Let me make one thing clear: I’m not a fur-wearing, seal-clubbing, card-carrying member of the Guns Against Gophers society or anything even close to that. I stop my car if I see a squirrel scampering across the road in front of me, and I grew up in the country playing with snakes and crayfish, making sure to always put them back. I learned at a very young age to respect the Earth and everything in it. I’m the chick who gets all misty-eyed screaming, “Don’t go after the puppy – the puuuppy!” when you see a dog in danger in a movie, or hear about some of the horrible, real-world stories out there. I also have two pets I love dearly and would move Heaven and Earth to protect, and I typically buy World Wildlife Fund gift bundles for my friends’ birthdays (which I would suggest you do because they are helpful and cute)! I’m not saying that I am a saint, but I have a lot of love for the environment and all its creatures –that includes human beings as well.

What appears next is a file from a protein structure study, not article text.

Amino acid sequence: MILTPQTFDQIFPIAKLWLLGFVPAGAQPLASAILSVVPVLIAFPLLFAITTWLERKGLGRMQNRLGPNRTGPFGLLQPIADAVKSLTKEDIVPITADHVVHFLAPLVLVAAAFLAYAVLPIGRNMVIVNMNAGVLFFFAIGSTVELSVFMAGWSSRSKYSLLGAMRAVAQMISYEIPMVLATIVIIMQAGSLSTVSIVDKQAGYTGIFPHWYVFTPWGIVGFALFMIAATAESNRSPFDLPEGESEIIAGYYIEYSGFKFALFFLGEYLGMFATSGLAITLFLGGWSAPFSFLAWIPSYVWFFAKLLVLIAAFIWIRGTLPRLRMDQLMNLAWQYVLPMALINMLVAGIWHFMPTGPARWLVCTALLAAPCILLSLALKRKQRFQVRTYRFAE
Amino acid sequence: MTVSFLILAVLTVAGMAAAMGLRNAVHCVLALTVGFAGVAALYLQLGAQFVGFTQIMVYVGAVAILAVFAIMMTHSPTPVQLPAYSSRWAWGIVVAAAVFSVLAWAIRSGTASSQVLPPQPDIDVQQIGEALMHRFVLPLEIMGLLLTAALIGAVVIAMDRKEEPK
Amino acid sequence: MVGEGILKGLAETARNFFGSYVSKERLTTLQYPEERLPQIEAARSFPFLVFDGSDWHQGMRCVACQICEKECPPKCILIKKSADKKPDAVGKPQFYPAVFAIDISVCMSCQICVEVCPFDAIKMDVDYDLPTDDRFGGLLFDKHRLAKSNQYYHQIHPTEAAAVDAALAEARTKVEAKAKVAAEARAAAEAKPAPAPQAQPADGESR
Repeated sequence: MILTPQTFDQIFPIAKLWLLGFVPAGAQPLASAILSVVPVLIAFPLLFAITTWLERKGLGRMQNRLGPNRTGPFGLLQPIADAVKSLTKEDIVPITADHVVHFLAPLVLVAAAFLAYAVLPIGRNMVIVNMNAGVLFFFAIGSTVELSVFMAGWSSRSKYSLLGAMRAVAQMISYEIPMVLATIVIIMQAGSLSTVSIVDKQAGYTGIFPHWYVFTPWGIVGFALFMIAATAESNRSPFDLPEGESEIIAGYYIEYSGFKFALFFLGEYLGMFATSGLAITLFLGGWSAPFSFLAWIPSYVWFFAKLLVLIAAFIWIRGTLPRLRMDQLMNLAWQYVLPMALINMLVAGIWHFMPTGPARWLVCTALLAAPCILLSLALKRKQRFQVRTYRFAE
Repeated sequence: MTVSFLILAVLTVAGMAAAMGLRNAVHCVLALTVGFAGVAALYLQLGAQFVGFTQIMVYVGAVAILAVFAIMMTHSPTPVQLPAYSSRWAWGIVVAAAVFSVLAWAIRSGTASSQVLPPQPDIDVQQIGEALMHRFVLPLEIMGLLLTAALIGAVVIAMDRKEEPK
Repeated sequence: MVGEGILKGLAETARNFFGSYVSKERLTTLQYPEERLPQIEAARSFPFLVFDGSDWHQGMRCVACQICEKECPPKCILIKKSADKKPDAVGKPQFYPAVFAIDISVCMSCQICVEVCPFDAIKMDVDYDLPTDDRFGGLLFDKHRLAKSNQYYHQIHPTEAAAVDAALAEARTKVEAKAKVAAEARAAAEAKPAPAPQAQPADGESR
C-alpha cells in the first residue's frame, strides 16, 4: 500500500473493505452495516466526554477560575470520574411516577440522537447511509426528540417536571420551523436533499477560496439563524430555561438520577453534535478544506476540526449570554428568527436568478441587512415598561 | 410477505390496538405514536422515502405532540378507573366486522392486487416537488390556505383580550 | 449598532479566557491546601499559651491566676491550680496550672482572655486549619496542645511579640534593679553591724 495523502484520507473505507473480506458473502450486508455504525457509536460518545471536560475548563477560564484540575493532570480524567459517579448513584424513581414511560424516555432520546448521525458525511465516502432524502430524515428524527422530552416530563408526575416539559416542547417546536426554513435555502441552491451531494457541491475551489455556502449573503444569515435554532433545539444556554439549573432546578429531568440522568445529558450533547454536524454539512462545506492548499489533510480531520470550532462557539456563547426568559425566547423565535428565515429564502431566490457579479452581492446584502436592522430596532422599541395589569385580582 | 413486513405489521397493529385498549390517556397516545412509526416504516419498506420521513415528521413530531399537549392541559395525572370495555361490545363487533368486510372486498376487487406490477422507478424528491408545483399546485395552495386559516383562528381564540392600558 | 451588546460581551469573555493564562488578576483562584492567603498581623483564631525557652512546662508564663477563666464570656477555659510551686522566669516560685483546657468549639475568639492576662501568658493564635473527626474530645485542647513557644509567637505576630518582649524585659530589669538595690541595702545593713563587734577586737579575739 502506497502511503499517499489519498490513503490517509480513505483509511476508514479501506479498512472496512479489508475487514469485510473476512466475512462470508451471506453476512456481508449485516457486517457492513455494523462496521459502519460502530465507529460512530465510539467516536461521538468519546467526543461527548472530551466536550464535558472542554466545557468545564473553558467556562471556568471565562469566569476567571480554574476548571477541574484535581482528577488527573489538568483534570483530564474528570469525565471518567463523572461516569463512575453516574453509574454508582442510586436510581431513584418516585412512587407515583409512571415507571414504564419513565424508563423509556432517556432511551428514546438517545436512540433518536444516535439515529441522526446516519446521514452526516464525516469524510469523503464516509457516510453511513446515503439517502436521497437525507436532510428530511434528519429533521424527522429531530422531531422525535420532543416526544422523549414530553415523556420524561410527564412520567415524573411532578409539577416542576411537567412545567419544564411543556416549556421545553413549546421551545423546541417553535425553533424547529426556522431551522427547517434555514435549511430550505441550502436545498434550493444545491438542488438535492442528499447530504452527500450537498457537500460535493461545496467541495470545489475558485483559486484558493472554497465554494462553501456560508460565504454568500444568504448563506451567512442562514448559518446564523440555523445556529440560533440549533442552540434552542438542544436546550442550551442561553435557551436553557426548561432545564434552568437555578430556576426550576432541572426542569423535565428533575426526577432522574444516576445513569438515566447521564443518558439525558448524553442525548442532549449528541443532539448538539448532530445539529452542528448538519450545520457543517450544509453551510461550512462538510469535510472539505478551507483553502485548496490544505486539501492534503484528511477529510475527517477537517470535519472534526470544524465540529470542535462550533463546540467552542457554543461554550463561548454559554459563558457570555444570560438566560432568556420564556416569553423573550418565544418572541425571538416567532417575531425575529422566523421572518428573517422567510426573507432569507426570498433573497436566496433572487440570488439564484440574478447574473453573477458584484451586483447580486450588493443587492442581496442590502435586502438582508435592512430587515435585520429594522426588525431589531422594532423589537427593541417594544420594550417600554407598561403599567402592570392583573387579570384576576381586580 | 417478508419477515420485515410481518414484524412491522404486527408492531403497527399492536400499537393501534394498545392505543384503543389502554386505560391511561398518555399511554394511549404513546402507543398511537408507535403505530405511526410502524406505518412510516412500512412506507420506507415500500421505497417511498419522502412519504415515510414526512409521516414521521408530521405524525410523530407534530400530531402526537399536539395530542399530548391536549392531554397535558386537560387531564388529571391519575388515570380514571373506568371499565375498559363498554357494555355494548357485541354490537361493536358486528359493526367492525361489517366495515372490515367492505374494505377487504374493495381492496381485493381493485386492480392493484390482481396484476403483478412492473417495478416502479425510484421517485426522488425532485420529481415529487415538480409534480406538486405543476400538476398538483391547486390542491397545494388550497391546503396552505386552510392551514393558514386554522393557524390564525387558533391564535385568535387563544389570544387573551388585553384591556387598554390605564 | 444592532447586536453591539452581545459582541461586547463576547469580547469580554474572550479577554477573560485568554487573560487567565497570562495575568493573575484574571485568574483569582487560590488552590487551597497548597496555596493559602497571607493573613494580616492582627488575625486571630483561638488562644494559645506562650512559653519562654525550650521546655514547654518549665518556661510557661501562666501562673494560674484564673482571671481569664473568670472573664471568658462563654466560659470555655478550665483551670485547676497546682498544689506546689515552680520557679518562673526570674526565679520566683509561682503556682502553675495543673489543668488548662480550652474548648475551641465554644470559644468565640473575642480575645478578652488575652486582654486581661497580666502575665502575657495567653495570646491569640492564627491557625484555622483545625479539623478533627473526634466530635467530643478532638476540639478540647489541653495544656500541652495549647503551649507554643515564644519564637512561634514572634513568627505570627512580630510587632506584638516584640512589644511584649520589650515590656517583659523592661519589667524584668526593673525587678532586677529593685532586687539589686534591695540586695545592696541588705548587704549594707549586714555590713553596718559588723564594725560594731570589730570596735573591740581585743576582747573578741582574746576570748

What bothers me is not that PETA is against this game, it’s that we are making waves over whales, when they have no problem with the fact that you are an assassin, a pirate, a drunk (and so on). Killing whales at a time when it was perfectly acceptable is the issue with a game like this, not the fact that if anyone acted like Kenway in real life they would end up in the slammer – and quick. When you look at it plainly, the Assassin’s Creed franchise is based on an entire ancestry dedicated to killing people. What makes this game a stretch to people that you would also hunt as one would hunt during that time? I think with a game like this, centered around trying to define yourself by a moral code in a world with loose morals, hunting will be the least of your problems. Resident Evil 4 even requires you to kill a whale with a harpoon – and guess what? Resident Evil 4 wasn’t set in the right era for that kind of behaviour, but this type of thing is not uncommon in a fantasy world, and people need to remember that.